I’ve always said that a day without learning something new is a wasted day. And it seems I have that sentiment so much ingrained in my head that I continue to attack projects that would be better suited to professionals. Or would they?
My latest endeavor was to produce an audiobook of my memoir, Close Enough to Perfect. I knew it would be challenging and time consuming, but I wanted to give it a try. I set myself up at my desk with the new microphone my sister bought me last Christmas intended precisely for this purpose and downloaded a free audio recording program to my desktop computer.
Good start, right? First, I learned how to use the microphone. Then I had to figure out how to use the software—how to record, edit, splice, clip, mesh stereo and mono, add section breaks, and so on: a plethora of tools at my disposal, each of which I had no clue how they work. I pressed on and eventually began recording and editing the first few sections of my memoir.
I played them back.
Oh, no! I had produced a fifteen-page snooze-fest. And I hated listening to my voice.
But I had done my research beforehand, and experts say that if an author reads their own material, they should not try to disguise or change their voice in any way, which includes my New England tendency to drop an r where it belongs and add one where it doesn’t. Experts say the authentic voice is part of the charm.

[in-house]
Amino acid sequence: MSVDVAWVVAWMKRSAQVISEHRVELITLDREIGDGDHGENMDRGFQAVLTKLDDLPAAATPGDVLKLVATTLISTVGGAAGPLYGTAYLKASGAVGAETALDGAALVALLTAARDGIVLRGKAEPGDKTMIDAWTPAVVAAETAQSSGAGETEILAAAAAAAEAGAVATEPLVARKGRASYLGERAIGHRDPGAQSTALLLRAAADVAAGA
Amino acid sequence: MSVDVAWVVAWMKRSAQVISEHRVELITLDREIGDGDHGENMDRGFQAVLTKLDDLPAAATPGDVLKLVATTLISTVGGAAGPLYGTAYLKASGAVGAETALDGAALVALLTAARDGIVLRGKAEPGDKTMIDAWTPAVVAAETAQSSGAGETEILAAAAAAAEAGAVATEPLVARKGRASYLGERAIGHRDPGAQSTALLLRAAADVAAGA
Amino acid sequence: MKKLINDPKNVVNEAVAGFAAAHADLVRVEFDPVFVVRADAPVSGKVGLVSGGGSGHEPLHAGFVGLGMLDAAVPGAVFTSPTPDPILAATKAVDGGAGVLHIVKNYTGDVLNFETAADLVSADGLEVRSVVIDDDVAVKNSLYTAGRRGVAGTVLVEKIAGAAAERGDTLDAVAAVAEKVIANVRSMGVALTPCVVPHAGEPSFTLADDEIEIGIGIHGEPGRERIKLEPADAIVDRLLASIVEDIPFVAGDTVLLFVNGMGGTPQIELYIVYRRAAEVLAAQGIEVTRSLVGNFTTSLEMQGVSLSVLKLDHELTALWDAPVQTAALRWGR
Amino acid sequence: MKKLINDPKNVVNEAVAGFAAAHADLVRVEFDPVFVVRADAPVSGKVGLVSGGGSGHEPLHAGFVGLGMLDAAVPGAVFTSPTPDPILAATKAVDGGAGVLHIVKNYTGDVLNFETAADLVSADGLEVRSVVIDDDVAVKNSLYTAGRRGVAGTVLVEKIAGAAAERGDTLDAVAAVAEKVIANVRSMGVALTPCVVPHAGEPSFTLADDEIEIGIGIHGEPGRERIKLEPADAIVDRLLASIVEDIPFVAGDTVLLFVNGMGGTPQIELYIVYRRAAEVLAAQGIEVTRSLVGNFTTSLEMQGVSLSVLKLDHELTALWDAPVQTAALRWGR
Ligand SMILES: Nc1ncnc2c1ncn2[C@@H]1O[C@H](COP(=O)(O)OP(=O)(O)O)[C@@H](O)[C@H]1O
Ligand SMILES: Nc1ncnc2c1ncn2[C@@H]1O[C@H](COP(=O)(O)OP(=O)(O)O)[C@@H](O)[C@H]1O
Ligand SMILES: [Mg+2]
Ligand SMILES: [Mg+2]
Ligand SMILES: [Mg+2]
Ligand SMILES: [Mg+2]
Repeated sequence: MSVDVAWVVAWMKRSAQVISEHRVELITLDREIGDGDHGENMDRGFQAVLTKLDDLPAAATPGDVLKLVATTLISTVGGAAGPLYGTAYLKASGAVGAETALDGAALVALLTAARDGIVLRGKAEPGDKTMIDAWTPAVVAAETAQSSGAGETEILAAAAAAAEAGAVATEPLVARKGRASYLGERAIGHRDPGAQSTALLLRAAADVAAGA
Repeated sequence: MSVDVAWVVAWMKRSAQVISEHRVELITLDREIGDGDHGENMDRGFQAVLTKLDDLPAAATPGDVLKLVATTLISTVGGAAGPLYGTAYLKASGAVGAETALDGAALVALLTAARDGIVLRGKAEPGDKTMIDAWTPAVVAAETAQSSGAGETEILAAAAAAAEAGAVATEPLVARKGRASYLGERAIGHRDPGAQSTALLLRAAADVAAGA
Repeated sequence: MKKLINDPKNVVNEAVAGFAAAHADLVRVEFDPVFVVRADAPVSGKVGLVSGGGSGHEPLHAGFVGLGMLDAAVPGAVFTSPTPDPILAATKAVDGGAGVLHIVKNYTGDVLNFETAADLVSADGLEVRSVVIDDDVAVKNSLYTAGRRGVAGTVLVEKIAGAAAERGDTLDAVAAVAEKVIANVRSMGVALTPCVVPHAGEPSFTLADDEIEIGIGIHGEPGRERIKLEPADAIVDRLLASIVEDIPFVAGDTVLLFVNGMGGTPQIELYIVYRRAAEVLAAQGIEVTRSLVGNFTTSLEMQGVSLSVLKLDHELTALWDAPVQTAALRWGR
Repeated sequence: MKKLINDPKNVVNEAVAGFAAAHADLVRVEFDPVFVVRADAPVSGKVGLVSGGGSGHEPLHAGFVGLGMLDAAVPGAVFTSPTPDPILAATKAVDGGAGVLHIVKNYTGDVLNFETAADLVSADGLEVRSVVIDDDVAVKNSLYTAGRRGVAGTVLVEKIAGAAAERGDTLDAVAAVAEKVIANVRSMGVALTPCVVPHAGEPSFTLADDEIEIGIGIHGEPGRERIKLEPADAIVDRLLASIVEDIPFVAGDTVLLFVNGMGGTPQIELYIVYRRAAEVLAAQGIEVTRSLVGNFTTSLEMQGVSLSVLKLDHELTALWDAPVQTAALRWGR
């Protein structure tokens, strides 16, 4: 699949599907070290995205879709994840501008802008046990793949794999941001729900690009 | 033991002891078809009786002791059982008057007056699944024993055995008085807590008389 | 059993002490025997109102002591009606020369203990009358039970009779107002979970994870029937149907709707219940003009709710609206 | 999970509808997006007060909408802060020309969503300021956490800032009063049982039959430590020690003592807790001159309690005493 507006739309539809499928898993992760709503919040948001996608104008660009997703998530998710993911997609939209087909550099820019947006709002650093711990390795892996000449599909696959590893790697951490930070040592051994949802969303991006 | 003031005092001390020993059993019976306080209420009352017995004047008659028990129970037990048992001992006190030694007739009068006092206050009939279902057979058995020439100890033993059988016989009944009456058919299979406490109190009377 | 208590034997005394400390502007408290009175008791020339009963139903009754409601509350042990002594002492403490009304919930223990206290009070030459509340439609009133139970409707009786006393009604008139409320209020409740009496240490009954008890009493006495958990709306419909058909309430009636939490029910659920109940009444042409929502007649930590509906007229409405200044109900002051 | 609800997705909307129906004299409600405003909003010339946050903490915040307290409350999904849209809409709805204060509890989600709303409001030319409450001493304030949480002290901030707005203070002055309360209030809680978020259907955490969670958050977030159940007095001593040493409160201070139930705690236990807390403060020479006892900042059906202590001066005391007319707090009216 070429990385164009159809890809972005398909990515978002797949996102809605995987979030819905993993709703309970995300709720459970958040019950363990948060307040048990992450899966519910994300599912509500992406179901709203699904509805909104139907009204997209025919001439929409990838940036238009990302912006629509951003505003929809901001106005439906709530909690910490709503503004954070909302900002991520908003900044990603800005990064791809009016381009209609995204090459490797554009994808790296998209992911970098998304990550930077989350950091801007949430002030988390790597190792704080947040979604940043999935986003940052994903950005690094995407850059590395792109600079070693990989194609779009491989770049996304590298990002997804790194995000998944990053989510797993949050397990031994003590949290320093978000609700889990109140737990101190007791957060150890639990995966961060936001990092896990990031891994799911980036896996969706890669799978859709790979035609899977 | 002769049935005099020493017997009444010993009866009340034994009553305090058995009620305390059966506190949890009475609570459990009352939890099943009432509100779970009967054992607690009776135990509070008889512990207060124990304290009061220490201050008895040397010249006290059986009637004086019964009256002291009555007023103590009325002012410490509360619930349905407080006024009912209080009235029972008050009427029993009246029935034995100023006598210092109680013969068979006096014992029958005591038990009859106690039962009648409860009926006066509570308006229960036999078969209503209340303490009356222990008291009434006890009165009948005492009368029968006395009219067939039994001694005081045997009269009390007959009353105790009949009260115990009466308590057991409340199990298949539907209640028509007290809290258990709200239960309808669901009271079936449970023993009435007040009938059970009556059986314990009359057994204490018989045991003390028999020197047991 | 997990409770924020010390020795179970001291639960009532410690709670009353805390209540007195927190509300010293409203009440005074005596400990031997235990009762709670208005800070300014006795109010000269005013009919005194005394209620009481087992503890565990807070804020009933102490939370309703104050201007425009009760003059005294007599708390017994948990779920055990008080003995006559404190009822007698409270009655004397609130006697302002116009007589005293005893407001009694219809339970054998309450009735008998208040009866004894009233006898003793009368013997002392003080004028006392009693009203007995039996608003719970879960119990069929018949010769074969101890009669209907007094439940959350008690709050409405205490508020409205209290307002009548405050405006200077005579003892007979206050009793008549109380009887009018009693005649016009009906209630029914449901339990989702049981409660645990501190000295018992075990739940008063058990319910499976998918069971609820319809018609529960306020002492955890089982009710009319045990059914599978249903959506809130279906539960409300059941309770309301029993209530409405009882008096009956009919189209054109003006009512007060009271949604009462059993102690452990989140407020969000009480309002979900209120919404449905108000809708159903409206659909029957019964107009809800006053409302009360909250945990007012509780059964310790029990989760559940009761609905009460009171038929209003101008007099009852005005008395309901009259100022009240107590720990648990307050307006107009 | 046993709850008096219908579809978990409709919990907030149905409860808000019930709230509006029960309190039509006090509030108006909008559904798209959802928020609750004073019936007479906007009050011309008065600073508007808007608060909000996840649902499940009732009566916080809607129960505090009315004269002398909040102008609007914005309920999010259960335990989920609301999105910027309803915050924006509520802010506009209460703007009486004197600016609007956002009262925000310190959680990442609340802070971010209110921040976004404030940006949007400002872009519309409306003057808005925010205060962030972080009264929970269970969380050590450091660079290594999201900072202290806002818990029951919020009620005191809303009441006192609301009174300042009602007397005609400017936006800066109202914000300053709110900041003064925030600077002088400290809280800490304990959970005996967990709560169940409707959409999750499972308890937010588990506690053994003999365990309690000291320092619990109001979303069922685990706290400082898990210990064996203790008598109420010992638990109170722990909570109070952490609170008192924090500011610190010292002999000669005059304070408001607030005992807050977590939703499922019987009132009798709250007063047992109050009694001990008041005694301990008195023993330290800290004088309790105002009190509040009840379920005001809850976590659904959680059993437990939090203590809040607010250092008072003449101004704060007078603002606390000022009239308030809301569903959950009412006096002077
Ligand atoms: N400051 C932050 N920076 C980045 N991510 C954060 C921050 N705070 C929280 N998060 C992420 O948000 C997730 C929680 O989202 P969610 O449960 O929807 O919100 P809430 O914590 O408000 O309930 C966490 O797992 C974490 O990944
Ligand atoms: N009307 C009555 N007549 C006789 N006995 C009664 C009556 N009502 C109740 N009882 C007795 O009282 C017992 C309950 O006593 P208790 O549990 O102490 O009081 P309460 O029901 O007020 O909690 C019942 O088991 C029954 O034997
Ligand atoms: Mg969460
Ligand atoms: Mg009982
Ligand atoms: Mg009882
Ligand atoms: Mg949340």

Okay, I guess that remains to be seen.
Knowing I would need to inject emotion into the reading, it still ended up sounding like the death march. (I was going to take out the death-march comparison for obvious reasons, since the book recounts the death of my husband, but ”death march” best describes the cadence and tone of the recording.)
When I realized I had been reading the book as a disinterested party instead of one of the central characters, I think I did a much better job. It wasn’t always easy, and I got choked up more than once, but I got through it. I was ready to upload it to the website that publishes audio books for Audible, Amazon, and iTunes.
But wait. There is a problem with your file.
Here we go again. I found myself delving into the murky world of dBs, kHz, and RMSes. I used levellers, analyzers, and normalizers—all of which taunted and snickered at me as I tried to figure out why -3.0 is more than zero. I still don’t know how it operates, but I figured out how to manipulate the darned thing to make it work.
More than a month later, I uploaded my audiobook to the website, and it was accepted!
Oh, wait. The email says I will be notified within ten days if I need to make any adjustments to my files.
Stay tuned, I may have more to learn. After all, tomorrow is a new day!